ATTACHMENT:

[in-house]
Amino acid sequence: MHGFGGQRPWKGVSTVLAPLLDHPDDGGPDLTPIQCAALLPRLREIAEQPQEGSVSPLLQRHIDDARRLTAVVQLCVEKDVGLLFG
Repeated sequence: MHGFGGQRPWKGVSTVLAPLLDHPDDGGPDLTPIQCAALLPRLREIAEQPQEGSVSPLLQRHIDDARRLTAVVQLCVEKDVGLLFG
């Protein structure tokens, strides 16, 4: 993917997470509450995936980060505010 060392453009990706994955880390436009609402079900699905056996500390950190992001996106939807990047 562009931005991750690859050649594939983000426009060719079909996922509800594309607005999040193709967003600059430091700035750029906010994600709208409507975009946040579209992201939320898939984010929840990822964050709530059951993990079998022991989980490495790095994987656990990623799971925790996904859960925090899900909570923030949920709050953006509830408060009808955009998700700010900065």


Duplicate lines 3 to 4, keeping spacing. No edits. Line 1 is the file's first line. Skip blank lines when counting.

Repeated sequence: MHGFGGQRPWKGVSTVLAPLLDHPDDGGPDLTPIQCAALLPRLREIAEQPQEGSVSPLLQRHIDDARRLTAVVQLCVEKDVGLLFG
């Protein structure tokens, strides 16, 4: 993917997470509450995936980060505010 060392453009990706994955880390436009609402079900699905056996500390950190992001996106939807990047 562009931005991750690859050649594939983000426009060719079909996922509800594309607005999040193709967003600059430091700035750029906010994600709208409507975009946040579209992201939320898939984010929840990822964050709530059951993990079998022991989980490495790095994987656990990623799971925790996904859960925090899900909570923030949920709050953006509830408060009808955009998700700010900065």